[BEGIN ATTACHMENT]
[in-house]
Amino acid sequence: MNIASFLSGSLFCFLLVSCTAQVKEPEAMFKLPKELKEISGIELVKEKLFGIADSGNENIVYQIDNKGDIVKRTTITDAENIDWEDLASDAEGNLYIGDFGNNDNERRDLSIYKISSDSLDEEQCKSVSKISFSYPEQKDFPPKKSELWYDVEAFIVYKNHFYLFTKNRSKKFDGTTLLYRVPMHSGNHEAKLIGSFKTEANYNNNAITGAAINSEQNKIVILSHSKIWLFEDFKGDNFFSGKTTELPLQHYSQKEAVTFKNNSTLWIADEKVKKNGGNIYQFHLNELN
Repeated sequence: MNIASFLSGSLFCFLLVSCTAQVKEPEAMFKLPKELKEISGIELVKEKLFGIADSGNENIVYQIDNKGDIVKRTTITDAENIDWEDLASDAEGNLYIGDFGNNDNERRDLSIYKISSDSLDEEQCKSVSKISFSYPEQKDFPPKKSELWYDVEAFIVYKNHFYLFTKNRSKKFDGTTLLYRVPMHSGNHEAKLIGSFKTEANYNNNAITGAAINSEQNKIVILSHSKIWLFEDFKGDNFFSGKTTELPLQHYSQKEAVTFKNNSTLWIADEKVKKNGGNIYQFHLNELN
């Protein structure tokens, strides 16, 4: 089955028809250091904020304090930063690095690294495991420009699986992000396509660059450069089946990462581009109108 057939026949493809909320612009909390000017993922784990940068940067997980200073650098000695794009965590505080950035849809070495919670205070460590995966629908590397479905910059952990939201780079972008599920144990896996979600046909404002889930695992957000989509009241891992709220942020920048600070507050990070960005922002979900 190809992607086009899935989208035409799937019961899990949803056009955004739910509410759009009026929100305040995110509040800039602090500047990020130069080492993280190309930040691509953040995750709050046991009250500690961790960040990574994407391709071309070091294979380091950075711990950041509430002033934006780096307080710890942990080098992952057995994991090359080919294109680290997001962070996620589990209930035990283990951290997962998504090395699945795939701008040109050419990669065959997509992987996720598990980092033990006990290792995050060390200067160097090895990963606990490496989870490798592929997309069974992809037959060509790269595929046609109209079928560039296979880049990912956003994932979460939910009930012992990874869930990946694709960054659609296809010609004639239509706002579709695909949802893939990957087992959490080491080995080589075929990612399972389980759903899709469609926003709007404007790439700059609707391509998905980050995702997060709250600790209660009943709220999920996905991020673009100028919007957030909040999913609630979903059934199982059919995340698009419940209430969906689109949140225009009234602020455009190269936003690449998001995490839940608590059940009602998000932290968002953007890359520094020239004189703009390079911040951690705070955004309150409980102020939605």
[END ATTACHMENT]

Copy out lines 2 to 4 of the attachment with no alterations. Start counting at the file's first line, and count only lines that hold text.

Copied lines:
Amino acid sequence: MNIASFLSGSLFCFLLVSCTAQVKEPEAMFKLPKELKEISGIELVKEKLFGIADSGNENIVYQIDNKGDIVKRTTITDAENIDWEDLASDAEGNLYIGDFGNNDNERRDLSIYKISSDSLDEEQCKSVSKISFSYPEQKDFPPKKSELWYDVEAFIVYKNHFYLFTKNRSKKFDGTTLLYRVPMHSGNHEAKLIGSFKTEANYNNNAITGAAINSEQNKIVILSHSKIWLFEDFKGDNFFSGKTTELPLQHYSQKEAVTFKNNSTLWIADEKVKKNGGNIYQFHLNELN
Repeated sequence: MNIASFLSGSLFCFLLVSCTAQVKEPEAMFKLPKELKEISGIELVKEKLFGIADSGNENIVYQIDNKGDIVKRTTITDAENIDWEDLASDAEGNLYIGDFGNNDNERRDLSIYKISSDSLDEEQCKSVSKISFSYPEQKDFPPKKSELWYDVEAFIVYKNHFYLFTKNRSKKFDGTTLLYRVPMHSGNHEAKLIGSFKTEANYNNNAITGAAINSEQNKIVILSHSKIWLFEDFKGDNFFSGKTTELPLQHYSQKEAVTFKNNSTLWIADEKVKKNGGNIYQFHLNELN
């Protein structure tokens, strides 16, 4: 089955028809250091904020304090930063690095690294495991420009699986992000396509660059450069089946990462581009109108 057939026949493809909320612009909390000017993922784990940068940067997980200073650098000695794009965590505080950035849809070495919670205070460590995966629908590397479905910059952990939201780079972008599920144990896996979600046909404002889930695992957000989509009241891992709220942020920048600070507050990070960005922002979900 190809992607086009899935989208035409799937019961899990949803056009955004739910509410759009009026929100305040995110509040800039602090500047990020130069080492993280190309930040691509953040995750709050046991009250500690961790960040990574994407391709071309070091294979380091950075711990950041509430002033934006780096307080710890942990080098992952057995994991090359080919294109680290997001962070996620589990209930035990283990951290997962998504090395699945795939701008040109050419990669065959997509992987996720598990980092033990006990290792995050060390200067160097090895990963606990490496989870490798592929997309069974992809037959060509790269595929046609109209079928560039296979880049990912956003994932979460939910009930012992990874869930990946694709960054659609296809010609004639239509706002579709695909949802893939990957087992959490080491080995080589075929990612399972389980759903899709469609926003709007404007790439700059609707391509998905980050995702997060709250600790209660009943709220999920996905991020673009100028919007957030909040999913609630979903059934199982059919995340698009419940209430969906689109949140225009009234602020455009190269936003690449998001995490839940608590059940009602998000932290968002953007890359520094020239004189703009390079911040951690705070955004309150409980102020939605």